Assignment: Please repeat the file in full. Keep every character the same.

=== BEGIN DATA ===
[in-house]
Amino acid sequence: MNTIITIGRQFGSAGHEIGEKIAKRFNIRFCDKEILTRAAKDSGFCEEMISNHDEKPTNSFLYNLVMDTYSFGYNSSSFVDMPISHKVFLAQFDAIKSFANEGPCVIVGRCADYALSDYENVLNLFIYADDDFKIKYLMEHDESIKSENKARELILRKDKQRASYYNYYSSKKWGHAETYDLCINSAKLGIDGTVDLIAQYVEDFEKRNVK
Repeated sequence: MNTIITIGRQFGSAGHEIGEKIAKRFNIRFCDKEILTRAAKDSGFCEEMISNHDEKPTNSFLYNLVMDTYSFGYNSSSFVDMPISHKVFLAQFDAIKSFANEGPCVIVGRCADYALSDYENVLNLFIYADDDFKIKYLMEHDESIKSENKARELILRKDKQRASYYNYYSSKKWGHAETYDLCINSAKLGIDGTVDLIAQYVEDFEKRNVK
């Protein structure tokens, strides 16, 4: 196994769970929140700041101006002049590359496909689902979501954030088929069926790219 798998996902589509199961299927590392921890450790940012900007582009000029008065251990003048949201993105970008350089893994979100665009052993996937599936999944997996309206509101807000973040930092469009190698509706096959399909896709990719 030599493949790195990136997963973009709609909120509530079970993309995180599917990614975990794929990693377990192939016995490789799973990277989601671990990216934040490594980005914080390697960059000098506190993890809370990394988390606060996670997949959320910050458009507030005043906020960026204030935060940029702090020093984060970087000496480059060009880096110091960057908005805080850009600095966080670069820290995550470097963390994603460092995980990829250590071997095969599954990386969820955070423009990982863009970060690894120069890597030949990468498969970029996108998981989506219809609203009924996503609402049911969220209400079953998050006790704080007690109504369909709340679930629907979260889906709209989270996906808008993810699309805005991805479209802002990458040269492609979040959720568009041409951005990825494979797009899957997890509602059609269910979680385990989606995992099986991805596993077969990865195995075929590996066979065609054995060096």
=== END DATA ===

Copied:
[in-house]
Amino acid sequence: MNTIITIGRQFGSAGHEIGEKIAKRFNIRFCDKEILTRAAKDSGFCEEMISNHDEKPTNSFLYNLVMDTYSFGYNSSSFVDMPISHKVFLAQFDAIKSFANEGPCVIVGRCADYALSDYENVLNLFIYADDDFKIKYLMEHDESIKSENKARELILRKDKQRASYYNYYSSKKWGHAETYDLCINSAKLGIDGTVDLIAQYVEDFEKRNVK
Repeated sequence: MNTIITIGRQFGSAGHEIGEKIAKRFNIRFCDKEILTRAAKDSGFCEEMISNHDEKPTNSFLYNLVMDTYSFGYNSSSFVDMPISHKVFLAQFDAIKSFANEGPCVIVGRCADYALSDYENVLNLFIYADDDFKIKYLMEHDESIKSENKARELILRKDKQRASYYNYYSSKKWGHAETYDLCINSAKLGIDGTVDLIAQYVEDFEKRNVK
């Protein structure tokens, strides 16, 4: 196994769970929140700041101006002049590359496909689902979501954030088929069926790219 798998996902589509199961299927590392921890450790940012900007582009000029008065251990003048949201993105970008350089893994979100665009052993996937599936999944997996309206509101807000973040930092469009190698509706096959399909896709990719 030599493949790195990136997963973009709609909120509530079970993309995180599917990614975990794929990693377990192939016995490789799973990277989601671990990216934040490594980005914080390697960059000098506190993890809370990394988390606060996670997949959320910050458009507030005043906020960026204030935060940029702090020093984060970087000496480059060009880096110091960057908005805080850009600095966080670069820290995550470097963390994603460092995980990829250590071997095969599954990386969820955070423009990982863009970060690894120069890597030949990468498969970029996108998981989506219809609203009924996503609402049911969220209400079953998050006790704080007690109504369909709340679930629907979260889906709209989270996906808008993810699309805005991805479209802002990458040269492609979040959720568009041409951005990825494979797009899957997890509602059609269910979680385990989606995992099986991805596993077969990865195995075929590996066979065609054995060096």